Recent Entries:

  • October 8th, 2007

    Nin Andrews writes entertaining, personality-driven prose poems pretending to tell the candid truth about their subjects, finally. The work isn’t as “scandalous” and “outrageous” as one of her blurbers insists, since her sensibility has much in common with movies and TV where irreverence, suggestive or graphic, is a pop staple. But there’s a shrewd calculation in her offhandedness.

  • October 6th, 2007

    In his autobiography Straight Life, Art Pepper talked about how deeply he was influenced by John Coltrane – so much so that when he came out of prison in 1964 without his alto horns, he acquired a tenor sax. Ben Ratliff plucks the following quotation from Pepper’s book: “ ‘More and more I found myself sounding like Coltrane,’ he wrote.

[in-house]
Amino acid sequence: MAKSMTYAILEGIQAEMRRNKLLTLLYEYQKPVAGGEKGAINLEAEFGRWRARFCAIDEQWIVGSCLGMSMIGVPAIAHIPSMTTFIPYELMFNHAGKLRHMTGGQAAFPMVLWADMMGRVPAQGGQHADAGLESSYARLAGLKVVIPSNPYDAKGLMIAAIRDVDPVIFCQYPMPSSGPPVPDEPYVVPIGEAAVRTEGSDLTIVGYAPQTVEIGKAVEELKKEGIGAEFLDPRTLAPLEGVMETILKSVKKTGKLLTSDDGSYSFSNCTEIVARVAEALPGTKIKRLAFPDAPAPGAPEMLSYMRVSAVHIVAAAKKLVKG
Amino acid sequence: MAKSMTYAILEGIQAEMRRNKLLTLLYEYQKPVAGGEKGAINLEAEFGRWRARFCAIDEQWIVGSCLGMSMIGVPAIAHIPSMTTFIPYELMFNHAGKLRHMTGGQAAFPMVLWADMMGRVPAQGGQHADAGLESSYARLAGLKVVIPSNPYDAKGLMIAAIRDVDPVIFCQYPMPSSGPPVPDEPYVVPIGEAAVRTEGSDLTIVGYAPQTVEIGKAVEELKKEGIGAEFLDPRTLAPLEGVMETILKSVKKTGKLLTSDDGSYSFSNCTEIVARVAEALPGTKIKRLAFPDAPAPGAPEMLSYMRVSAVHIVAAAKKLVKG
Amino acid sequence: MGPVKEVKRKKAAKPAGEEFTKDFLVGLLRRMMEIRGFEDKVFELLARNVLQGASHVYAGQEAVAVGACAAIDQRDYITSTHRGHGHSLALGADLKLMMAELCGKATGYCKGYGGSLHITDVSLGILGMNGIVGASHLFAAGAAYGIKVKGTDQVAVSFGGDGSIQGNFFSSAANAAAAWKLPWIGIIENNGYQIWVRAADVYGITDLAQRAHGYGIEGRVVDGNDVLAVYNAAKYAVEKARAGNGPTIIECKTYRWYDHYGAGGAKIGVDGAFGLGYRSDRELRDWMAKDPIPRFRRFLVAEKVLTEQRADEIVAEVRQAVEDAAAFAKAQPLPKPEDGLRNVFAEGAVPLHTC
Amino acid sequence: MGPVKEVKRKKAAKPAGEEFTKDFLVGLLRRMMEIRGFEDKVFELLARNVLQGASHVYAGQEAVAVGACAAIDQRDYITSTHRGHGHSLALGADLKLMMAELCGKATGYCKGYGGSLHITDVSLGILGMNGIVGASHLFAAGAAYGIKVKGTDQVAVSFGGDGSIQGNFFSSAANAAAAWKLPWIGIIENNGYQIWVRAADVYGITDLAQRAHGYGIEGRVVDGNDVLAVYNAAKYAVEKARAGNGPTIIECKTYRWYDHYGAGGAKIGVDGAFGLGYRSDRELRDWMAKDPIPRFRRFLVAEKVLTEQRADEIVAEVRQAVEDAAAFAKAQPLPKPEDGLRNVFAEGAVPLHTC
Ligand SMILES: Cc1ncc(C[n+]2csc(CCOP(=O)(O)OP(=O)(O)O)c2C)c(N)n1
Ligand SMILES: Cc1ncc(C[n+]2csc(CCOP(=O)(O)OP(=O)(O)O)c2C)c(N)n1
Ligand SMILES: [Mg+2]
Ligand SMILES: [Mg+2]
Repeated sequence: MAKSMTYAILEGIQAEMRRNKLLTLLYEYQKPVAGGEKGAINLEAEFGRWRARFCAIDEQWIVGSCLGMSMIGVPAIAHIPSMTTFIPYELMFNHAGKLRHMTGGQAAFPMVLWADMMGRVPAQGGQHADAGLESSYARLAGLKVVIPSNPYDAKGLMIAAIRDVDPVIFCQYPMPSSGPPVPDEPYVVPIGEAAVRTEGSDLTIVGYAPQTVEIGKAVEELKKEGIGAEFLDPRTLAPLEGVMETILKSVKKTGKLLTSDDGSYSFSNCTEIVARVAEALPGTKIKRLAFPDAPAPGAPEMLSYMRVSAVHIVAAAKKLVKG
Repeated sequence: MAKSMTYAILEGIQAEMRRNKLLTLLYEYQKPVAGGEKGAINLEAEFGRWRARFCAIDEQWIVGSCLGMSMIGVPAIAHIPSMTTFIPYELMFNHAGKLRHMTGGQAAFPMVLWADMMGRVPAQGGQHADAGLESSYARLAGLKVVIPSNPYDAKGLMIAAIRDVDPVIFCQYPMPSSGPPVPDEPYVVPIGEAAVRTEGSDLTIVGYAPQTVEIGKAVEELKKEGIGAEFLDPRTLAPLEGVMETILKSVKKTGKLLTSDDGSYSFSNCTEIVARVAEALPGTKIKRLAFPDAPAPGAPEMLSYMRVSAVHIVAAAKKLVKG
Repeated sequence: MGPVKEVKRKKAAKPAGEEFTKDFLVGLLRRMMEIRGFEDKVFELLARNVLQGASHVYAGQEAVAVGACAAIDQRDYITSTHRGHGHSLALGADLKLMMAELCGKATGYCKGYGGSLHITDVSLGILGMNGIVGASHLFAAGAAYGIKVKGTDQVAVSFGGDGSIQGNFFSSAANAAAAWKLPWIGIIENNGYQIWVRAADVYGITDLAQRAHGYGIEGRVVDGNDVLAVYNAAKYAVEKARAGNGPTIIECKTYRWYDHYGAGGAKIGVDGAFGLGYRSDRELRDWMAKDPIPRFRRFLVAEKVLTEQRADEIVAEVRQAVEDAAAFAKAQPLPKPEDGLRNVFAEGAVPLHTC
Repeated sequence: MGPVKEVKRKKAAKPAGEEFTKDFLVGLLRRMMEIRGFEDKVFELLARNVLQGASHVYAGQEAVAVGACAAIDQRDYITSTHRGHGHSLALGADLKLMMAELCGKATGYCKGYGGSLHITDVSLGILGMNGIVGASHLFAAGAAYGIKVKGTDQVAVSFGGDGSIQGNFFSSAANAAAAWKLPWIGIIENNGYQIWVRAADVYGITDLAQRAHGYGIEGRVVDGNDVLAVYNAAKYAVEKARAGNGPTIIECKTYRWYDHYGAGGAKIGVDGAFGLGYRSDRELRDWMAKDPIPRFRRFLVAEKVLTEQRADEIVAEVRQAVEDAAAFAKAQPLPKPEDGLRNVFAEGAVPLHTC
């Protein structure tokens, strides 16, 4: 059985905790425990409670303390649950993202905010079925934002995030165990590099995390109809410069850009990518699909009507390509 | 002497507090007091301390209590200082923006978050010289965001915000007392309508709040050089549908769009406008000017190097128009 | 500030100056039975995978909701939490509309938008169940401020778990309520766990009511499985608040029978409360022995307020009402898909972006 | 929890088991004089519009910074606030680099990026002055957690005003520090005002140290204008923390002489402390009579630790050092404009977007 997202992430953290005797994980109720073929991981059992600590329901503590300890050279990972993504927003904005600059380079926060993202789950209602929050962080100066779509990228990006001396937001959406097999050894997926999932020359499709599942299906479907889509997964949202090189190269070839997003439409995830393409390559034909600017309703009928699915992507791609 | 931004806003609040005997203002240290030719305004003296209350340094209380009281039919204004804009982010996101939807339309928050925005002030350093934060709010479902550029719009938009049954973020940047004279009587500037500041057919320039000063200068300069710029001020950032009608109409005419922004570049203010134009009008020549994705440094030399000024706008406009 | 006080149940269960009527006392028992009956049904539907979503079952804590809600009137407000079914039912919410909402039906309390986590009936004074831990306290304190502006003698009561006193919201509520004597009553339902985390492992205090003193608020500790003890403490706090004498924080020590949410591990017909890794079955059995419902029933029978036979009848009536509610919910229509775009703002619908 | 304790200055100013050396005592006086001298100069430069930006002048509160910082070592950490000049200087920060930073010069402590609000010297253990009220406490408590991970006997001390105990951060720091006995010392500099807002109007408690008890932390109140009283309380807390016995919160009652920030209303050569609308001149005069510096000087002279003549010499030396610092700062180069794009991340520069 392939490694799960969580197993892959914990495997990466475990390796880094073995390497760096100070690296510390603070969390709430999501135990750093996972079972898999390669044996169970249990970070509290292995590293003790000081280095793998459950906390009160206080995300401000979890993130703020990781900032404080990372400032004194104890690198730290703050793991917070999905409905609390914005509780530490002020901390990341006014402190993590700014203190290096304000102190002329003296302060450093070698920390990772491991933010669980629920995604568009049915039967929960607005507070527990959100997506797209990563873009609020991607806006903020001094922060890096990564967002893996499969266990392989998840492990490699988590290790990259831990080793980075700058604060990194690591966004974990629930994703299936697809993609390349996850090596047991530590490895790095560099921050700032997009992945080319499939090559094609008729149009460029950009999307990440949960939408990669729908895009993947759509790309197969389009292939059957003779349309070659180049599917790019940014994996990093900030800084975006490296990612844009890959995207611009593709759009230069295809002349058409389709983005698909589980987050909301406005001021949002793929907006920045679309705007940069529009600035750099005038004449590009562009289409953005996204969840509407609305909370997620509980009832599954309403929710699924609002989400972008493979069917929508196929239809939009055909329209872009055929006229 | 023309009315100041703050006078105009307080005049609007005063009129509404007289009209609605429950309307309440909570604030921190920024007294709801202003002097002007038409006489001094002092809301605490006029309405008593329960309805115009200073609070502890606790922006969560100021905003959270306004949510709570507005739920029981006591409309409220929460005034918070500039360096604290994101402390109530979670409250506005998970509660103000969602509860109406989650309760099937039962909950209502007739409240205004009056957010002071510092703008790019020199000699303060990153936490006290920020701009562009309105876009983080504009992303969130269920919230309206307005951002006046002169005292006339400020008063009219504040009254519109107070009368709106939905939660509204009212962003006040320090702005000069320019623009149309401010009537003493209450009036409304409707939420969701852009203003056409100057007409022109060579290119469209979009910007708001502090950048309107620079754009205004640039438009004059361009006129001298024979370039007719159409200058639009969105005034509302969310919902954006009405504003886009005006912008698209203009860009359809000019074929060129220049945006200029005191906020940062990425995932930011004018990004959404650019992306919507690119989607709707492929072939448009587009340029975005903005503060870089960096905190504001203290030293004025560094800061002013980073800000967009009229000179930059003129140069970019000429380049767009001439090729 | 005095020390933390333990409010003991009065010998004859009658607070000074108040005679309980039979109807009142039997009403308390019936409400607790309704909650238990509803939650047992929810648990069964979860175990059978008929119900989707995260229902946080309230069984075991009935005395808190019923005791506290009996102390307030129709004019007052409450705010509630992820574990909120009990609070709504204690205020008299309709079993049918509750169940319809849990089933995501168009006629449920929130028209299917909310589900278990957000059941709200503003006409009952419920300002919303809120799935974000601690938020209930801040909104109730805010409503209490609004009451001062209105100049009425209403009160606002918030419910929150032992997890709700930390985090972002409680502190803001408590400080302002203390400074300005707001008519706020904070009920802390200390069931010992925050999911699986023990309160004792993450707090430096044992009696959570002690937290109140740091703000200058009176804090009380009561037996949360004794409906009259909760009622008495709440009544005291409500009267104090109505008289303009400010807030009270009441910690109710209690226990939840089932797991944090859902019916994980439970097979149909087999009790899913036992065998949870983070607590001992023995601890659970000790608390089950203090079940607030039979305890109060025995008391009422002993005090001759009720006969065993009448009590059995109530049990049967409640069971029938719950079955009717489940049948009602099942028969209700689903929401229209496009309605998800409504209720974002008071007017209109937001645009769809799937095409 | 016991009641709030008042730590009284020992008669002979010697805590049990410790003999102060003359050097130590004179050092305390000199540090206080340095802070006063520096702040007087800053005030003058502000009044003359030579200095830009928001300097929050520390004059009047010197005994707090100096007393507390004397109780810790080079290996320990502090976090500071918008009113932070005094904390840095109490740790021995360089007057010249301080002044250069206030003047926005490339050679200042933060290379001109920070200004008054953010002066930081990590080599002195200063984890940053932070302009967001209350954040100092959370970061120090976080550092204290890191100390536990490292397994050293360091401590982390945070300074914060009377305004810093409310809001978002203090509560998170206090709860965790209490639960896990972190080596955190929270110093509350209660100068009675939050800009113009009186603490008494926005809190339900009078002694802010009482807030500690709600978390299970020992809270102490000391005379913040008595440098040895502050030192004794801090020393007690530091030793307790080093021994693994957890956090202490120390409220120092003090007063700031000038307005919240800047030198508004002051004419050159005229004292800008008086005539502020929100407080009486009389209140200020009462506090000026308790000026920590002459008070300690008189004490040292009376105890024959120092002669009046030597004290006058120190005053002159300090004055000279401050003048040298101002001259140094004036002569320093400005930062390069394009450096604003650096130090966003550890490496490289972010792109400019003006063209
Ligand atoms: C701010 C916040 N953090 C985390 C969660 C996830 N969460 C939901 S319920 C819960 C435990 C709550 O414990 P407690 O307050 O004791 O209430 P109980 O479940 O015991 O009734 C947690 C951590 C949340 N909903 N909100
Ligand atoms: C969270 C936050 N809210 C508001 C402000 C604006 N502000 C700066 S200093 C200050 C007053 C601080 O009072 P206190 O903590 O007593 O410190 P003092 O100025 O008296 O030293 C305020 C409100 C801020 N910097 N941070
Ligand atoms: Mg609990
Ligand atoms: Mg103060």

• September 30th, 2007

    The vexing question raised by Frank Bidart’s poetry: Is the language we speak to each other, in negotiating our days, just a stream of euphemisms? Is the language of poetry any better?

  • September 23rd, 2007

    In “The Gateway of India,” the middle section of Paul Theroux’s new novel, Dwight Huntsinger is dispatched to Mumbai to close outsourcing deals for his company in Boston. When he returns, he is celebrated as a hero. “He had been welcomed home as though he had been in the jungle, returned from the ends of the earth, escaped the savages, the terrorists, a war zone.

  • September 22nd, 2007

    Dwight Garner reminded us recently that August 21 was Robert Stone’s 70th birthday and that September marks the fortieth anniversary of the publication of Stone’s first novel, A Hall of Mirrors.

  • September 16th, 2007

    Chagall arrived in Paris from Belorussian Vitebsk in 1911 and set up his studio in La Ruche, the now famous art colony, alongside fellow Jewish painters Modigliani and Soutine. But he always got along better with his poet friends, such as Apollinaire and Blaise Cendrars, than with other painters.